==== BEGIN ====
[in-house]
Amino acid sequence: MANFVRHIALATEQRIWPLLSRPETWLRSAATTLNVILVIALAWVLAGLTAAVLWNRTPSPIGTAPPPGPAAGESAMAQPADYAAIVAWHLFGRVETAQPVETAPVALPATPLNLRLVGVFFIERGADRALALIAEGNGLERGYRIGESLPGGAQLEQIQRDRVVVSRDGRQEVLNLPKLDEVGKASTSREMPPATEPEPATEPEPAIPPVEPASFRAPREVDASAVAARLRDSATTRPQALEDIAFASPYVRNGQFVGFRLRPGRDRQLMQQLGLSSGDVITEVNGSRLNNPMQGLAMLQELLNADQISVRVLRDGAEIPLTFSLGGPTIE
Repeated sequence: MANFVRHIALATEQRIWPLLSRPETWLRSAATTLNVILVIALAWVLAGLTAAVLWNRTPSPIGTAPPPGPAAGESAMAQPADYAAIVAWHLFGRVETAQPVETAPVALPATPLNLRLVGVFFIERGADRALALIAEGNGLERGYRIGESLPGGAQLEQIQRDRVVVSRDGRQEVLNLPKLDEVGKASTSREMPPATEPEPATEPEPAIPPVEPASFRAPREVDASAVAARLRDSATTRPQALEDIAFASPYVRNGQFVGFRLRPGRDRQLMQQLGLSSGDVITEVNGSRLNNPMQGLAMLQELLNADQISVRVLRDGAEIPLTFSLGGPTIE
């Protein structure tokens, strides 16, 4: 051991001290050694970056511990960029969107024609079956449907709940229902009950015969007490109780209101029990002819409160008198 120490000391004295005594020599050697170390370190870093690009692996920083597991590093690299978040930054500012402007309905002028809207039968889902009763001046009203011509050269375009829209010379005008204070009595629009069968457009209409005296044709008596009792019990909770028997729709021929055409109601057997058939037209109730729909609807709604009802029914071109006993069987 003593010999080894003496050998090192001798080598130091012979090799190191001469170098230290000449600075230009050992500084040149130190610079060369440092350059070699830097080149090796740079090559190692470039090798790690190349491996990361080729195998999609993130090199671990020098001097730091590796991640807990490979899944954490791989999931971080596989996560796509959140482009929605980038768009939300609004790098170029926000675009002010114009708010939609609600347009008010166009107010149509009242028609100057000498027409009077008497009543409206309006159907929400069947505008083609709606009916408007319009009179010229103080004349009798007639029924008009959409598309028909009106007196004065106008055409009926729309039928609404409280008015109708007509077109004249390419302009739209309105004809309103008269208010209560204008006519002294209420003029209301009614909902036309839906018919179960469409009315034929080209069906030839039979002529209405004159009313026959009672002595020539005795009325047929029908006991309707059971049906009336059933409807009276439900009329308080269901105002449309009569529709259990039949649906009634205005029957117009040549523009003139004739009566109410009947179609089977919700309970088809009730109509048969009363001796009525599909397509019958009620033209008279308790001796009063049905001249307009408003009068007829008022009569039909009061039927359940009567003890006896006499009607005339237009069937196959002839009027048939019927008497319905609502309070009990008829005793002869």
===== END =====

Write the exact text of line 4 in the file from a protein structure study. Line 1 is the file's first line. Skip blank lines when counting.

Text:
């Protein structure tokens, strides 16, 4: 051991001290050694970056511990960029969107024609079956449907709940229902009950015969007490109780209101029990002819409160008198 120490000391004295005594020599050697170390370190870093690009692996920083597991590093690299978040930054500012402007309905002028809207039968889902009763001046009203011509050269375009829209010379005008204070009595629009069968457009209409005296044709008596009792019990909770028997729709021929055409109601057997058939037209109730729909609807709604009802029914071109006993069987 003593010999080894003496050998090192001798080598130091012979090799190191001469170098230290000449600075230009050992500084040149130190610079060369440092350059070699830097080149090796740079090559190692470039090798790690190349491996990361080729195998999609993130090199671990020098001097730091590796991640807990490979899944954490791989999931971080596989996560796509959140482009929605980038768009939300609004790098170029926000675009002010114009708010939609609600347009008010166009107010149509009242028609100057000498027409009077008497009543409206309006159907929400069947505008083609709606009916408007319009009179010229103080004349009798007639029924008009959409598309028909009106007196004065106008055409009926729309039928609404409280008015109708007509077109004249390419302009739209309105004809309103008269208010209560204008006519002294209420003029209301009614909902036309839906018919179960469409009315034929080209069906030839039979002529209405004159009313026959009672002595020539005795009325047929029908006991309707059971049906009336059933409807009276439900009329308080269901105002449309009569529709259990039949649906009634205005029957117009040549523009003139004739009566109410009947179609089977919700309970088809009730109509048969009363001796009525599909397509019958009620033209008279308790001796009063049905001249307009408003009068007829008022009569039909009061039927359940009567003890006896006499009607005339237009069937196959002839009027048939019927008497319905609502309070009990008829005793002869």